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Shares in South Korea’s leading chipmakers rose this week despite heavy operating losses, as investor excitement builds over their dominance of a niche technology that has emerged as vital for the development of generative artificial intelligence.

SK Hynix and Samsung Electronics control 90 per cent of the global market in “high bandwidth memory” chips, which are crucial components in the systems needed to train AI systems such as OpenAI’s ChatGPT.

Both Korean companies announced plans to double their HBM chip production next year even as they scale back elsewhere in the memory sector amid a supply glut that has slashed operating profits.

“HBM chips are a critical component for AI servers,” said Daniel Kim, an analyst at Macquarie. “You can’t make large language models without them.”

On Thursday, Samsung announced a second quarter operating profit of Won 668.5bn ($522mn), a 95 per cent drop on the same period last year. But it also reported a surge in orders for high-end memory technology, including the latest generation “HBM3” chips, as it outperformed guidance predicting a quarterly operating profit of Won 600bn.

The previous day, SK Hynix, which has pioneered the technology since it released the world’s first HBM chip in 2015, announced a surge in AI-related demand even as it reported a $2.28bn operating loss for the second quarter of this year.

Line chart of Share price indexed to January 1 2023 showing SK Hynix stock boosted by AI-related demand

Shares in the company rose by as much as 12 per cent over the course of this week, while Samsung’s rose by 2.4 per cent on Thursday before falling back. Both companies have also benefited from expectations of a wider recovery in the memory sector later this year.

“AI servers use at least double to eight times more memory compared to traditional servers for faster computational processing, and adopts high-performance memory products such as HBM, which not only drives demand but also positively impacts profitability,” Kim Woohyun, SK Hynix’s CFO said during an earnings call on Wednesday.

According to researchers at TrendForce, SK Hynix had a 50 per cent share of the global HBM market last year, followed by Samsung at 40 per cent and US rival Micron trailing at 10 per cent.

Initially used for high-end gaming graphics cards, HBM chips still account for a small share of the global “dynamic random access memory” (Dram) market. They use stacking technology to improve the bandwidth and performance of graphic processing units in high speed computers.

“In terms of volume, HBM chips will account for about 3 per cent of overall Dram shipments this year, and 5 per cent next year,” said Kim of Macquarie. “But given their high prices, they will account for 8-9 per cent of Dram revenues this year.”

SK Hynix last year became the first to mass produce cutting edge fourth generation HBM3 chips used in Nvidia’s H100 GPUs — demand for which has pushed the US chipmaker’s market capitalisation above $1tn in May.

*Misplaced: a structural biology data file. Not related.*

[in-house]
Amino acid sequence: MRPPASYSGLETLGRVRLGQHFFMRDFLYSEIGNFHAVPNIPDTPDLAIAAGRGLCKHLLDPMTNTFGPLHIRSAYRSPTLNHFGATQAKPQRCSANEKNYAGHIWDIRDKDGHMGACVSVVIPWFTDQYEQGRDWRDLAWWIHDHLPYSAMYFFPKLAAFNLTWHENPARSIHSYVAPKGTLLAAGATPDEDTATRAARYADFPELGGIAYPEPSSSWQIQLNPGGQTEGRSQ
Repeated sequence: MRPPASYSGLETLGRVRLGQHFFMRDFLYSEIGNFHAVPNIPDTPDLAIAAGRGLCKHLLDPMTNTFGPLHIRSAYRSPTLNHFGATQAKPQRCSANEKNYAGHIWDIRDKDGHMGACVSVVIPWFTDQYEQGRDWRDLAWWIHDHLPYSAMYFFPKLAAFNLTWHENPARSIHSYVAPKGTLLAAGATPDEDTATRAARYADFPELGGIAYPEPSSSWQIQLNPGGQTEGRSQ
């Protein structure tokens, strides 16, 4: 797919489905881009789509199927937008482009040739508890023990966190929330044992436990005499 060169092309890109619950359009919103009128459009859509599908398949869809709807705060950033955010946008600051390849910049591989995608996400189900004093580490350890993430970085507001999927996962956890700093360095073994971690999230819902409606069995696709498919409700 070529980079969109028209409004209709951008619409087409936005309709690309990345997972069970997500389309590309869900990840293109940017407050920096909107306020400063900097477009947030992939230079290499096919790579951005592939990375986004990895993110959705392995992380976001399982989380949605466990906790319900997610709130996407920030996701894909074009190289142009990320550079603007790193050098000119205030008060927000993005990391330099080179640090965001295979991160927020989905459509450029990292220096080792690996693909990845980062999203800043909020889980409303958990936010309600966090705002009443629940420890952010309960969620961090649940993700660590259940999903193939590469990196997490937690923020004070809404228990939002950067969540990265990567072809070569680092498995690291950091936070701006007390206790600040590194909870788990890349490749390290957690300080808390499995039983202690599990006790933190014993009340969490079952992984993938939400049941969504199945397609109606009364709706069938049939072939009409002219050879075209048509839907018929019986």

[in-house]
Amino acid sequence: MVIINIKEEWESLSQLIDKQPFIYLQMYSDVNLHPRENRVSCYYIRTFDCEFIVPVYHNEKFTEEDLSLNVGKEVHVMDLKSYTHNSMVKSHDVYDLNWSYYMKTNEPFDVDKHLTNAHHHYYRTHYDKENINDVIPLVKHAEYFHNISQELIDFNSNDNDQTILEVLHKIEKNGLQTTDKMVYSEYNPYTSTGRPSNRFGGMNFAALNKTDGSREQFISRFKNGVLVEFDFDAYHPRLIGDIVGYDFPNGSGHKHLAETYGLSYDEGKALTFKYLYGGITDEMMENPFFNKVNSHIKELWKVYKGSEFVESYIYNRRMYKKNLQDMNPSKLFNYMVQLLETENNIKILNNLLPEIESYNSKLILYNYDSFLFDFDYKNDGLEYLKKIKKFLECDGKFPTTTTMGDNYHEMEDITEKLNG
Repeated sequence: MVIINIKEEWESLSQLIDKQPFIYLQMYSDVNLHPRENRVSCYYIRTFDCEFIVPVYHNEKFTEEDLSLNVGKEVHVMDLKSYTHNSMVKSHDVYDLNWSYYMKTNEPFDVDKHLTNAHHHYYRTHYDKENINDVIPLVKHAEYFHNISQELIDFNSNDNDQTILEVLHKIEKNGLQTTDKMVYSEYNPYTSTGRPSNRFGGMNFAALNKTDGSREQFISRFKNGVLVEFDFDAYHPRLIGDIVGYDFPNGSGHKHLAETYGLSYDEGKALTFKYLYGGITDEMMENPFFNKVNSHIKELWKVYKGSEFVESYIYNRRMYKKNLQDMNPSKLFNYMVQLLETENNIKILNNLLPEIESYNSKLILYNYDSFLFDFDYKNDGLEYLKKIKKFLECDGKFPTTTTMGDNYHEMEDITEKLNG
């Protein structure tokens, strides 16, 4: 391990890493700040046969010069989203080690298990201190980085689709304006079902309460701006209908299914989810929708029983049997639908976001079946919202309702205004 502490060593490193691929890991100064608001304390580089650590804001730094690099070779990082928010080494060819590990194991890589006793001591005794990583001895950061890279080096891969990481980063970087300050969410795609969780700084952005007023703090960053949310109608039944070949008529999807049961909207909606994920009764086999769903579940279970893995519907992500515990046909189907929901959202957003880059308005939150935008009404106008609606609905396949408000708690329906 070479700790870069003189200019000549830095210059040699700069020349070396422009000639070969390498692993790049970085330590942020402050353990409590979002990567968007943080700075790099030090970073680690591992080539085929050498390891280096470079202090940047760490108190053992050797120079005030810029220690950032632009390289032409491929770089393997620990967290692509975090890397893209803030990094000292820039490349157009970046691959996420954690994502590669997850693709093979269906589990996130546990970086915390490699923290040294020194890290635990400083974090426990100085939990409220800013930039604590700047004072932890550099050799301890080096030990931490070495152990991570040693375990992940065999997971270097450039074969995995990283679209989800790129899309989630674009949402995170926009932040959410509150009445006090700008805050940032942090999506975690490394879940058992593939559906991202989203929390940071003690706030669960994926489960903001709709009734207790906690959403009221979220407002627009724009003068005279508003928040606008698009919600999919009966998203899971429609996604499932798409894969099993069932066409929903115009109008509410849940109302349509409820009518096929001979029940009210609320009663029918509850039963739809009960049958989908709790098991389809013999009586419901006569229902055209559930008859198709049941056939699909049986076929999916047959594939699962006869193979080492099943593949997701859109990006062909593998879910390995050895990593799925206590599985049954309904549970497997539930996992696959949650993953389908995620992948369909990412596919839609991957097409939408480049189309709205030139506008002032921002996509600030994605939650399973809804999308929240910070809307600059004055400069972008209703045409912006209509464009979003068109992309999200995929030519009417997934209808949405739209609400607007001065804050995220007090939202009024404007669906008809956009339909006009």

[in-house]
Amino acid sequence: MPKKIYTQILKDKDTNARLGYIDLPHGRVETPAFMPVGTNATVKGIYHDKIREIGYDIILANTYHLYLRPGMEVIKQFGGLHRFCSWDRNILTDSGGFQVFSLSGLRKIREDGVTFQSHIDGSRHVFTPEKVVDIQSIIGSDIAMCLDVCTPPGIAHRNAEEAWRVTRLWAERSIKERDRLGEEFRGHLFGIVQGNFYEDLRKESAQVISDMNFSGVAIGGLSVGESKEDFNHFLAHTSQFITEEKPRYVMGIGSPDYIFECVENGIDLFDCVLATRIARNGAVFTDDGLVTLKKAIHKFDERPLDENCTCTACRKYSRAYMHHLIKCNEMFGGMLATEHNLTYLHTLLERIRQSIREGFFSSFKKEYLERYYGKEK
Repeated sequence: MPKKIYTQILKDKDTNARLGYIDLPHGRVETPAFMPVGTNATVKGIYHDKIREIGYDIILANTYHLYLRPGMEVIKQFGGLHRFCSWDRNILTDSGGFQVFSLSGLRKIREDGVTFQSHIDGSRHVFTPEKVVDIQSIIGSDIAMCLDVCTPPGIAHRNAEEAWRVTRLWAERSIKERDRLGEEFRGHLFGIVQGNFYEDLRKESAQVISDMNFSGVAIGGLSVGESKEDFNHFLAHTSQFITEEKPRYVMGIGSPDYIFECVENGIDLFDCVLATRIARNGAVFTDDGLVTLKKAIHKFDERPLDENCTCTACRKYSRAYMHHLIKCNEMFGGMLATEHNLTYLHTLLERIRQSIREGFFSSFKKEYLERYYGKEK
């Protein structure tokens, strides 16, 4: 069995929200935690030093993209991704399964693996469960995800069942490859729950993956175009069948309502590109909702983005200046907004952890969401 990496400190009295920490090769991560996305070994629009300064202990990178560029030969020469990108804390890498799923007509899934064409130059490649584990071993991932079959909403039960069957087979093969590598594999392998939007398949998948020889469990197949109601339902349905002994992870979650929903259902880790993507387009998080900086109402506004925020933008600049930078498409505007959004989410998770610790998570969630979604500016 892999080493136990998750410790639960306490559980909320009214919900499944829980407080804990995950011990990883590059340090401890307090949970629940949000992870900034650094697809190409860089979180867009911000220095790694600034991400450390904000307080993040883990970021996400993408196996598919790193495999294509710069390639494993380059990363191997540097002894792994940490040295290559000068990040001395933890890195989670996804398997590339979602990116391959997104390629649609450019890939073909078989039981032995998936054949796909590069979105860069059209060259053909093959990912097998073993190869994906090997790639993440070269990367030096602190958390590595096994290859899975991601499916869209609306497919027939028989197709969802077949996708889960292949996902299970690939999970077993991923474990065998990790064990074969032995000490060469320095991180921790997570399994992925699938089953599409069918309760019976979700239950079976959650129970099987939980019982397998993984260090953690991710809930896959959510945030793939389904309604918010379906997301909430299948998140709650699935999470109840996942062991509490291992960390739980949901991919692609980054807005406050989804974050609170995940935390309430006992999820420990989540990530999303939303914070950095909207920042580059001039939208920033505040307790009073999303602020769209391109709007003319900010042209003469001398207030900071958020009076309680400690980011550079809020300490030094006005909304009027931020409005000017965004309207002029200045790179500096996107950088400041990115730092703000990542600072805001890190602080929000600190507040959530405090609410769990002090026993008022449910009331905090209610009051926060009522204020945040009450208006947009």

According to industry experts, HBM supply is expected to remain tight over the next two years as it takes time to adjust capacity, while increasing HBM production quickly is difficult because it requires specialised production lines.

Bar chart of Global HBM market share (%) showing Korean chipmakers are dominating the HBM industry

An Nvidia employee said it is still purchasing the chips despite rising prices, and has booked enough capacity to meet its GPU orders — contributing to a shortage for smaller market participants.

“It has become harder to obtain HBM3 chips, as generative AI services become more popular and Nvidia is taking most of them for its GPUs,” said Oh Jinwook, chief technology officer at Korean AI accelerator start-up Rebellions.

According to two people close to SK Hynix, Nvidia and AMD have also requested samples of the Korean company’s next generation HBM3E chips, which are not yet in mass production.

Nvidia has asked SK Hynix to supply HBM3E as soon as possible, and is willing to pay a “premium price”, they added.

“They are a necessity for the GPUs used in data centres and AI training, so it is necessary to buy them even if they are more expensive,” a sourcing agent told the Financial Times.

Nvidia declined to comment. AMD did not respond to a request for comment.

Samsung, which is the only other chipmaker to mass produce HBM3 chips, is also working on its own next generation HBM3P chip, which it plans to release later this year.

Jaejune Kim, executive vice-president of Samsung’s memory business, told analysts this week that the company will double its HBM capacity between 2023 and 2024. Samsung insists that it, not SK Hynix, is presently the global market leader.

Meanwhile US chipmaker Micron is at least one generation behind its Korean rivals, according to analysts, but this week announced it had begun sampling its HBM3 Gen 2 chip in a bid to close the gap.

TrendForce expects global demand for HBM chips will grow 60 per cent in 2023, and another 30 per cent next year. It projects that by 2024 SK Hynix will have a 53 per cent share of the HBM market, followed by Samsung at 38 per cent and Micron at 9 per cent.

“This is the first time that SK Hynix is ahead of Samsung in the memory technology race,” said Kim of Macquarie. “SK Hynix bet on HBM chips early on and it worked out well.”



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